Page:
Frozen Our Own Magical Kingdom

  • Mike McCurry
  • 02/15/18
From Mike McCurry’s “Talk of the Town” column in The Clarendon Courier, February 15, 2018
 
This past week looked like a scene out of Disney’s Frozen, in which Queen Elsa turned the Western Suburbs of Chicago into an winter wonderland, and our homes into ice palaces. The streets and trees had a certain ocular aberration, through which the greys were washed clean by the snow, and the perception of depth became more defined. The trees and all of their branches became capped by the white dust, beautifly highlighting and creating an unusual three-dimensional contrast.
 
But all is not beautiful in this frozen little Kingdom.
 
It was actually the icicles that made me think of Elsa and her emotional outburst that created them. Like long stalactites refracting light while dripping down from our gutters and roofs, icicles are beautiful to the eye, but what lies under the surface could be just the tip of an iceberg of problems. These icicles are signs that the roof under the thick snow is warm, causing it to melt. Eventually, the gutters and eves can turn into a growing frozen lake under the snow, pushing its way up the roof until it finds a way into a warm home. This is called an “ice dam”.
 
These ice dams can cause major damage to the home. Once the ice finds its way into the roof or into the walls, it eventually melts and does damage to drywall, hardwood floors and basements. And when the weather warms up, it becomes a perfect storm for water damage. So, if you see big, thick icicles connecting with wood, coming through the soffits or onto the exterior walls, you should be concerned.
 
You may be wondering how this happens, and is there any way to prevent it? Ice damming simply happens when there is a lot of snow on your roof, the air temperatures are below freezing, and your roof is warmer than the snow which causes it to melt and turn into ice when hit by the cold. This is the gradual process by which warming and freezing water expands and climbs.
 
To prevent it is not as simple.
 
You can take the snow off of your roof when it is packed high, or make sure your roof temperature stays below freezing. Properly insulating and ventilating your roof with cold air is a good preventative measure. Many roofs have troublesome areas in which the  gutters come together in a valley. If the snow piles too high in these areas, it’s hard to prevent issues like ice damming from happening.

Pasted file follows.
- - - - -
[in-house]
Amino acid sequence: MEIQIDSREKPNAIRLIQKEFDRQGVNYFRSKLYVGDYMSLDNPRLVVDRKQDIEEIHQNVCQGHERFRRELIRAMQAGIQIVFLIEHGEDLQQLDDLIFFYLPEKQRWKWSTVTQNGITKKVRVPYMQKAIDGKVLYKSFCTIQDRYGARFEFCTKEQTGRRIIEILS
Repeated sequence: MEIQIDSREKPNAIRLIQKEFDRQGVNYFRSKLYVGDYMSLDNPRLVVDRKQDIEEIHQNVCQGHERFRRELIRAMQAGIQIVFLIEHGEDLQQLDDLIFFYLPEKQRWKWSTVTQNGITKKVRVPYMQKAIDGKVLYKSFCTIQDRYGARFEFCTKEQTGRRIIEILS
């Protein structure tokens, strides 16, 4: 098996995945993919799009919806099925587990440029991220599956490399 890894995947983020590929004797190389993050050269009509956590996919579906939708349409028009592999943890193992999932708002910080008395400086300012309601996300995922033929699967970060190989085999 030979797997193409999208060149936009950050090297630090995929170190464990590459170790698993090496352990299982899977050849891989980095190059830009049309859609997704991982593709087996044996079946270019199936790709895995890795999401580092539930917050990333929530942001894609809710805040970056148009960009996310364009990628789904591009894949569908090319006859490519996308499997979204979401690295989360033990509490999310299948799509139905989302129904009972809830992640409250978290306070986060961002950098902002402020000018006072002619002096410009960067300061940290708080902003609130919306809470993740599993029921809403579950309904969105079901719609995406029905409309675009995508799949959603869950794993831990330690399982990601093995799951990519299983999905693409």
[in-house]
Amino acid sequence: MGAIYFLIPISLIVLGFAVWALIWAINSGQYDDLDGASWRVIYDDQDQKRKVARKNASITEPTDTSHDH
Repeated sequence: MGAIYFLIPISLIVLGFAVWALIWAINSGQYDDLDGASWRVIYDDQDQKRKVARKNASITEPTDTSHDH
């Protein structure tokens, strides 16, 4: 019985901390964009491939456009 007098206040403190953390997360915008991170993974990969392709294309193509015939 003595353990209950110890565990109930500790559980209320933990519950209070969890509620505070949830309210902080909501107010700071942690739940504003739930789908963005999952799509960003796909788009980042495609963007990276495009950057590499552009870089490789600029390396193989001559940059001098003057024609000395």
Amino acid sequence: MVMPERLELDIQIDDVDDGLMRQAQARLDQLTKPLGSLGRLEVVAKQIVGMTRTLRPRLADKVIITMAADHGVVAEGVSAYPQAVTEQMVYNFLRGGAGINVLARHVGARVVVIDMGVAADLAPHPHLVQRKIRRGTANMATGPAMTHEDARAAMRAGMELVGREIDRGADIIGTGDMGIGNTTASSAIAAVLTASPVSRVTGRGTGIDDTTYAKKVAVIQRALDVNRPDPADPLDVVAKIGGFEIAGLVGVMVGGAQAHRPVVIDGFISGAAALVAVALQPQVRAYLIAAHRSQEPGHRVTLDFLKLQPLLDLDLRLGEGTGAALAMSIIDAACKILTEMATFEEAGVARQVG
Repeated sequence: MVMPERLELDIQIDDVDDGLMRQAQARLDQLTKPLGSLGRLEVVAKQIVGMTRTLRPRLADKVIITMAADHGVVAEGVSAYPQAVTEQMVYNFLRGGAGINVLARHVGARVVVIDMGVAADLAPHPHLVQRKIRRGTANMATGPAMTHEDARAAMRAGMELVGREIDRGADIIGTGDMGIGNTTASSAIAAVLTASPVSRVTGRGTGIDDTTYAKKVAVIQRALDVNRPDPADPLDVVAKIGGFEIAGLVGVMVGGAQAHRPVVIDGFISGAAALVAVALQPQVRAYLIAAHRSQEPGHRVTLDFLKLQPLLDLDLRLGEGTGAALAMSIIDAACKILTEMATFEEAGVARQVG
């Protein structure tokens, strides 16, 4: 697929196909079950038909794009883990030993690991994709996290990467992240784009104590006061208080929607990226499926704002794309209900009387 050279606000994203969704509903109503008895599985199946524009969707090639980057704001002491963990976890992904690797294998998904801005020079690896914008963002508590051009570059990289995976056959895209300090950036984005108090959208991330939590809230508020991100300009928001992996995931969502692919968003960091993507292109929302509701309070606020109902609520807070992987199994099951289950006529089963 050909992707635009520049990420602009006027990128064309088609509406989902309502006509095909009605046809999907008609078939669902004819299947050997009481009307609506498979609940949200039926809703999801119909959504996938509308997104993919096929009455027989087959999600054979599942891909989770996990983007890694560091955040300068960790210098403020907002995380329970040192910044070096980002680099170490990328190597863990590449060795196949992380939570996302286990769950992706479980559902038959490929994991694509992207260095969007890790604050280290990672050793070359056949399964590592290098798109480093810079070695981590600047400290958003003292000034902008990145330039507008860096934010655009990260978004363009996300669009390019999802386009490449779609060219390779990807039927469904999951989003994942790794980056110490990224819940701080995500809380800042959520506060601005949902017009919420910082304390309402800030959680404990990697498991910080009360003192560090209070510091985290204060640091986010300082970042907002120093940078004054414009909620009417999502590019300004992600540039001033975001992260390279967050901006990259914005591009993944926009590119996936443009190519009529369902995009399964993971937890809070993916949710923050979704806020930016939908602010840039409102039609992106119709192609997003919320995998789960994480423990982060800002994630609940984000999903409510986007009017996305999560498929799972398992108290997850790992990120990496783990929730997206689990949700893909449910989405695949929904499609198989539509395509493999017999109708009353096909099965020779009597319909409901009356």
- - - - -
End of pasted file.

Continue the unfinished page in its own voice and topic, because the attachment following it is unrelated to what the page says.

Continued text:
Most likely by today, we are experiencing the warmer weather coupled with a little rain, and the roofers phones are ringing off the hook.
 
The snow is now melting, and so is the ice underneath it. If there are any compromises in your roof system, it will eventually find a way into the home. Don’t delay call a trusted roofer today and get on their list.
 
A roofer will bring out the professional-grade snow rake to pull the thick snow from the problematic areas. They can remove the buildup of ice on the roof and gutters by using a number of methods, including steam and heat. They will put Ice Melt into socks and line them into the gutters to melt the ice, which will eventually get the water flowing into the gutters properly.
 
Don’t “let it go” – figure out why the big, thick icicles are screaming for attention. And remember, not all the icicles that Elsa created are bad, or become ice dams. The little ones are most likely perfectly fine and can be enjoyed for the beauty they bring. Enjoy the winter wonderland and ice palaces in our own magical town.
 
Mike is a Clarendon Hills resident; husband; Indian Princess; Indian Guide Dad;  a Coach; an “old” football player and a real estate broker.  Mike’s columns are usually crafted about the buzz in and around the area.  It sometimes has a spin on real estate or cultural information, highlight a new business or announce school happenings.  He might include a “get-to-know” about some of our interesting residents and even a little about history. Whatever it is, it is sure to be about the “Talk of the Town”.
 
 

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